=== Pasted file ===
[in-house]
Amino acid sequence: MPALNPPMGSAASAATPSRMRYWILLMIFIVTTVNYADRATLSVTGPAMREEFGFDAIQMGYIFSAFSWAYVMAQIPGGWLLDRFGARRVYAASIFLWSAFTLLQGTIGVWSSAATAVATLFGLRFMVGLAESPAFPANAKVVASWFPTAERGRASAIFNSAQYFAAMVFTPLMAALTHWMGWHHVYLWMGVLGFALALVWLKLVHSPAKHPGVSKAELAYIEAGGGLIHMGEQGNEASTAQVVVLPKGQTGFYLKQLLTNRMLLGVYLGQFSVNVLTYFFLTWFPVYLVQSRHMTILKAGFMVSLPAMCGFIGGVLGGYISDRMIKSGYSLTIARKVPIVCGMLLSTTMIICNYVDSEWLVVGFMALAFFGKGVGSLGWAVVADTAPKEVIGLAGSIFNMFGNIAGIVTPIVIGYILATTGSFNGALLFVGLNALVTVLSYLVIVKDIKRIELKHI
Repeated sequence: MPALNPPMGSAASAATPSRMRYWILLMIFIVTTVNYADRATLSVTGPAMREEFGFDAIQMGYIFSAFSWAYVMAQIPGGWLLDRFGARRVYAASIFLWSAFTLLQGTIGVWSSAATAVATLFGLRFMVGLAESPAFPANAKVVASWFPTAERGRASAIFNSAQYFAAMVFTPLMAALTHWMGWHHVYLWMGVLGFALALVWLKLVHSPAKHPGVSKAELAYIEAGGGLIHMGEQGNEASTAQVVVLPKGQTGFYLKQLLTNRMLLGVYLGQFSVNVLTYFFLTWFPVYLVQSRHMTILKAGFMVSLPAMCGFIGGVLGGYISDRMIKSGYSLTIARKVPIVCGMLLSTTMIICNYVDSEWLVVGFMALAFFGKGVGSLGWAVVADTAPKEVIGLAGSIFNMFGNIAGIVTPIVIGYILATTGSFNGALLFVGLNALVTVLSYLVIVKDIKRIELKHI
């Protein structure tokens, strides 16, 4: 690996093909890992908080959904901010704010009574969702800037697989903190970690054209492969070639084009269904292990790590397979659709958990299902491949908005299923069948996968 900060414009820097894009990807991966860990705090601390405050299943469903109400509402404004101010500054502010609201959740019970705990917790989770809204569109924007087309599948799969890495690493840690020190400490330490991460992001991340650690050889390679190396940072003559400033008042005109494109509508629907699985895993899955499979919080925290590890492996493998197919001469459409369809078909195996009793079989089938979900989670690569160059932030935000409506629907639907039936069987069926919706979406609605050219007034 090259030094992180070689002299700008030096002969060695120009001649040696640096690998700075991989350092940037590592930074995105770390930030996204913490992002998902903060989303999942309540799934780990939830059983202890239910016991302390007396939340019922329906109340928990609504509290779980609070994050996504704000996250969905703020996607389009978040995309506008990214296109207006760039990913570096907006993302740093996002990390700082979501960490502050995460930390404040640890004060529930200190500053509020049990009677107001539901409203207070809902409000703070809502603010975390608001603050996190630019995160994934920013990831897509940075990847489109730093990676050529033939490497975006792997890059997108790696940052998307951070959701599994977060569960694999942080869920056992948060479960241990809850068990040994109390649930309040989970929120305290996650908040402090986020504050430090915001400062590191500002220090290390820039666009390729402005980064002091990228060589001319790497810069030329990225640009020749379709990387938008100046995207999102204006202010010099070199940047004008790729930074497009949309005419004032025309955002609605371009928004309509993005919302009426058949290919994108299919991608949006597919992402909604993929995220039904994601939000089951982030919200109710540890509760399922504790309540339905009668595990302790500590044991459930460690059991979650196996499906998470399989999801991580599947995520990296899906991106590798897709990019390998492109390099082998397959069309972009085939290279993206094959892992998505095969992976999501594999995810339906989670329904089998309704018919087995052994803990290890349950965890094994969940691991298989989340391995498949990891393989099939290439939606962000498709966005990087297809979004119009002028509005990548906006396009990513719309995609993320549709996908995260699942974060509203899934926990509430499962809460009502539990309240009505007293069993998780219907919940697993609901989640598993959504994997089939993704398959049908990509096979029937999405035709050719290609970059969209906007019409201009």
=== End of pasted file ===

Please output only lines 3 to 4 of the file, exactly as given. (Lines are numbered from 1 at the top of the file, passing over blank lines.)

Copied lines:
Repeated sequence: MPALNPPMGSAASAATPSRMRYWILLMIFIVTTVNYADRATLSVTGPAMREEFGFDAIQMGYIFSAFSWAYVMAQIPGGWLLDRFGARRVYAASIFLWSAFTLLQGTIGVWSSAATAVATLFGLRFMVGLAESPAFPANAKVVASWFPTAERGRASAIFNSAQYFAAMVFTPLMAALTHWMGWHHVYLWMGVLGFALALVWLKLVHSPAKHPGVSKAELAYIEAGGGLIHMGEQGNEASTAQVVVLPKGQTGFYLKQLLTNRMLLGVYLGQFSVNVLTYFFLTWFPVYLVQSRHMTILKAGFMVSLPAMCGFIGGVLGGYISDRMIKSGYSLTIARKVPIVCGMLLSTTMIICNYVDSEWLVVGFMALAFFGKGVGSLGWAVVADTAPKEVIGLAGSIFNMFGNIAGIVTPIVIGYILATTGSFNGALLFVGLNALVTVLSYLVIVKDIKRIELKHI
């Protein structure tokens, strides 16, 4: 690996093909890992908080959904901010704010009574969702800037697989903190970690054209492969070639084009269904292990790590397979659709958990299902491949908005299923069948996968 900060414009820097894009990807991966860990705090601390405050299943469903109400509402404004101010500054502010609201959740019970705990917790989770809204569109924007087309599948799969890495690493840690020190400490330490991460992001991340650690050889390679190396940072003559400033008042005109494109509508629907699985895993899955499979919080925290590890492996493998197919001469459409369809078909195996009793079989089938979900989670690569160059932030935000409506629907639907039936069987069926919706979406609605050219007034 090259030094992180070689002299700008030096002969060695120009001649040696640096690998700075991989350092940037590592930074995105770390930030996204913490992002998902903060989303999942309540799934780990939830059983202890239910016991302390007396939340019922329906109340928990609504509290779980609070994050996504704000996250969905703020996607389009978040995309506008990214296109207006760039990913570096907006993302740093996002990390700082979501960490502050995460930390404040640890004060529930200190500053509020049990009677107001539901409203207070809902409000703070809502603010975390608001603050996190630019995160994934920013990831897509940075990847489109730093990676050529033939490497975006792997890059997108790696940052998307951070959701599994977060569960694999942080869920056992948060479960241990809850068990040994109390649930309040989970929120305290996650908040402090986020504050430090915001400062590191500002220090290390820039666009390729402005980064002091990228060589001319790497810069030329990225640009020749379709990387938008100046995207999102204006202010010099070199940047004008790729930074497009949309005419004032025309955002609605371009928004309509993005919302009426058949290919994108299919991608949006597919992402909604993929995220039904994601939000089951982030919200109710540890509760399922504790309540339905009668595990302790500590044991459930460690059991979650196996499906998470399989999801991580599947995520990296899906991106590798897709990019390998492109390099082998397959069309972009085939290279993206094959892992998505095969992976999501594999995810339906989670329904089998309704018919087995052994803990290890349950965890094994969940691991298989989340391995498949990891393989099939290439939606962000498709966005990087297809979004119009002028509005990548906006396009990513719309995609993320549709996908995260699942974060509203899934926990509430499962809460009502539990309240009505007293069993998780219907919940697993609901989640598993959504994997089939993704398959049908990509096979029937999405035709050719290609970059969209906007019409201009």